party lines

Tony Soprano Evenhanded on Iraq

James Gandolfini

James Gandolfini at the premiere of Alive Day
.Photo: Getty Images

Walking around the city lately, it’s been hard not to notice those stark photos of wounded soldiers with missing limbs in the ads for Alive Day Memories. You’ve probably even drawn your own conclusions on what the documentary, helmed by Sopranos star James Gandolfini, is about. But the film — which airs Sunday on HBO, and had its New York premiere last night at the Morgan Library — is surprisingly neutral; while never explicitly pro-war, its recounting of the stories of the war’s injured is decidedly pro-American. In it, Gandolfini interviewed the veterans about the day they were attacked (and survived; hence, “alive day”). “I just thought that as a group of people over there serving our country hard, they need to be heard…nothing political, not on either side.” More surprising was nary a harsh word from the wounded themselves.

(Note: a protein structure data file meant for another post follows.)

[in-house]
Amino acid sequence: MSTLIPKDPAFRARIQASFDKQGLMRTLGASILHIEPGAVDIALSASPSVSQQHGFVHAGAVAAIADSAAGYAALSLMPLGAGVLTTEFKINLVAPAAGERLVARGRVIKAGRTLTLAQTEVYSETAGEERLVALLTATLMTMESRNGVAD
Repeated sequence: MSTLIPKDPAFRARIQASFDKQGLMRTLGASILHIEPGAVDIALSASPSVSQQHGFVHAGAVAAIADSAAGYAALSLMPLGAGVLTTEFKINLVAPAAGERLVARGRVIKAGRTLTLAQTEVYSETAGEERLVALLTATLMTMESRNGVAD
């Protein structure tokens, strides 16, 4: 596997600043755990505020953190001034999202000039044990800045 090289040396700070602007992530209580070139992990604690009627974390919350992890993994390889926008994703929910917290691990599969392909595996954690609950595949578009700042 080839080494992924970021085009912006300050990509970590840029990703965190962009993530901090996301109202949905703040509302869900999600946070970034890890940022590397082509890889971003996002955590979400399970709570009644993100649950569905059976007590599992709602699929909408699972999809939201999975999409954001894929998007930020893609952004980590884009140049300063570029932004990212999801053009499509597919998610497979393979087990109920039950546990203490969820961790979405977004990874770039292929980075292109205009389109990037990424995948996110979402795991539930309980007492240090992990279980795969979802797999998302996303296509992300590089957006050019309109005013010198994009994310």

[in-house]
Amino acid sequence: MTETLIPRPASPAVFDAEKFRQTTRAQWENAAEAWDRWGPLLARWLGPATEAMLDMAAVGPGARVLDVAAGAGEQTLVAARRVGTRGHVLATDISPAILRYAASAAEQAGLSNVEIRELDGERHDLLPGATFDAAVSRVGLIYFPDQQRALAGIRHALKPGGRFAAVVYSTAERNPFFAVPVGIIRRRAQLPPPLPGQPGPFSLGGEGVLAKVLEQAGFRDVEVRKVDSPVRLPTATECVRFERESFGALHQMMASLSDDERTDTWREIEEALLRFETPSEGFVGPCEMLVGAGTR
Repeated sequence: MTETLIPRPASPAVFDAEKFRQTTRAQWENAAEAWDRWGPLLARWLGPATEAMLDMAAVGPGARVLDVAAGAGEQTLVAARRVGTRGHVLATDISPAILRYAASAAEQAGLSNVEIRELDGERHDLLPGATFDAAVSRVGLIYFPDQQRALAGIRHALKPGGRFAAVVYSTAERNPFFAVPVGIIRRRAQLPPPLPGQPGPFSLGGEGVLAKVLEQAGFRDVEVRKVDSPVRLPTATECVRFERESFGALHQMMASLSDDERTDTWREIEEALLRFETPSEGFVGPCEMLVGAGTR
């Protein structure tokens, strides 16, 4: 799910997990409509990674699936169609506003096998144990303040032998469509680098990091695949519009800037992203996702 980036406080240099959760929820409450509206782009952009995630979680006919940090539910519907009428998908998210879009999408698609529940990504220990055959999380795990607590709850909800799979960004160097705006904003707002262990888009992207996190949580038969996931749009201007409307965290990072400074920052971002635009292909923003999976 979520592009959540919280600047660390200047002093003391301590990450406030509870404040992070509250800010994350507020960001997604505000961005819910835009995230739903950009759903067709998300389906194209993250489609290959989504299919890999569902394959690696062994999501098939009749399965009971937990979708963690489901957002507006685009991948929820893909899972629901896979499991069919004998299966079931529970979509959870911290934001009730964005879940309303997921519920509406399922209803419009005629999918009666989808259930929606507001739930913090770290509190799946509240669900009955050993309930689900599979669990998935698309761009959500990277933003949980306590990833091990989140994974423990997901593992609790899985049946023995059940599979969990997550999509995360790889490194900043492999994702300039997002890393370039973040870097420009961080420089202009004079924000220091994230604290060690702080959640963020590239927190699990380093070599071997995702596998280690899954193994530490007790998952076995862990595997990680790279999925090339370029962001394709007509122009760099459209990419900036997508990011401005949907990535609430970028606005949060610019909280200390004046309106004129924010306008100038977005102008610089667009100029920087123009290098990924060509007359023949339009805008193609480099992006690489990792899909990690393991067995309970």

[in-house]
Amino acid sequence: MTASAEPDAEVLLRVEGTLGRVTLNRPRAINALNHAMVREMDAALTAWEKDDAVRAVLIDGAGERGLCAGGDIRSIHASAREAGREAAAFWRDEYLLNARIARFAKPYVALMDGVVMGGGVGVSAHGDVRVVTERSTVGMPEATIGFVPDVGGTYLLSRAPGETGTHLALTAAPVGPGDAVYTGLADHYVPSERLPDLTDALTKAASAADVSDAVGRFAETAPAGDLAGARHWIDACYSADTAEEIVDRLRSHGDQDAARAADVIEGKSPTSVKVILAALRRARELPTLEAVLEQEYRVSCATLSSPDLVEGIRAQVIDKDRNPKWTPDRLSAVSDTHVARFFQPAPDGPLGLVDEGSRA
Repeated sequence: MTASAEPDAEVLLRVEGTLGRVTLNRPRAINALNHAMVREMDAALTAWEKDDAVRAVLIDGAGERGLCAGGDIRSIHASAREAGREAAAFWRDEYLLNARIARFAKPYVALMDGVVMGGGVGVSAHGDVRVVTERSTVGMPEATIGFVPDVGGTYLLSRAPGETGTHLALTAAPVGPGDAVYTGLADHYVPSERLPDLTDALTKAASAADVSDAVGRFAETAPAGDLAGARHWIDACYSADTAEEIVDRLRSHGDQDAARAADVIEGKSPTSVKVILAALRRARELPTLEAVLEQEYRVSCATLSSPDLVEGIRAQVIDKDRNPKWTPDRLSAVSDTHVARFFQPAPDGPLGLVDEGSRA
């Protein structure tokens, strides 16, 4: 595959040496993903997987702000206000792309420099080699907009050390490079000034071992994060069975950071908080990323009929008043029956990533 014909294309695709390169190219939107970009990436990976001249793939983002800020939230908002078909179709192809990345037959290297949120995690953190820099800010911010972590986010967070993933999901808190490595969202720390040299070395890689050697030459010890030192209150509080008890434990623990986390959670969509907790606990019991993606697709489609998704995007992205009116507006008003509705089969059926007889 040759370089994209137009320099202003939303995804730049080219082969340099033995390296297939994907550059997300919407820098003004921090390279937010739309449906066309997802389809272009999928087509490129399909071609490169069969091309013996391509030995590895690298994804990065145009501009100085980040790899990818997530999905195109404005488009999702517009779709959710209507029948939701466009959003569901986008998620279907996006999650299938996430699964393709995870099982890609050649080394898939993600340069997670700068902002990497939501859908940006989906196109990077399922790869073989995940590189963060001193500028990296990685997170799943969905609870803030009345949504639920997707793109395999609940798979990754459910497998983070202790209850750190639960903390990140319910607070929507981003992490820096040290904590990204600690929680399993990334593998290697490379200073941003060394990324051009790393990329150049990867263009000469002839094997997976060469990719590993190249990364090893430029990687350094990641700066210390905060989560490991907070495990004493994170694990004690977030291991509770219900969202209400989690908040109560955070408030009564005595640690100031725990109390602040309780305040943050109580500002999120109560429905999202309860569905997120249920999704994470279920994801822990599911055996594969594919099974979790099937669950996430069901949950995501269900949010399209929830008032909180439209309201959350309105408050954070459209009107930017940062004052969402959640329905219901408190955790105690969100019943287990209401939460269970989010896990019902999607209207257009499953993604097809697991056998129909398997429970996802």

Cpl. Jacob Shick, who broke every bone in his body except his right arm after his Hummer was hit by a triple-stacked tank mine, said, “I’d do it again yesterday. Same results, same outcomes.” Staff Sgt. John Jones, the soldier featured in the ads wearing a Marine uniform, his hands clasped between his prosthetic legs, commended the airbrushing job — “my wrinkles aren’t really noticeable in there!” — before reiterating, “politics doesn’t need to be in somebody’s story.” And the film’s executive producer, HBO’s Sheila Nevins, learned something in the process. “I thought [the war] was about waste. But I realized it was about courage. And waste.” —Amos Barshad

Tony Soprano Evenhanded on Iraq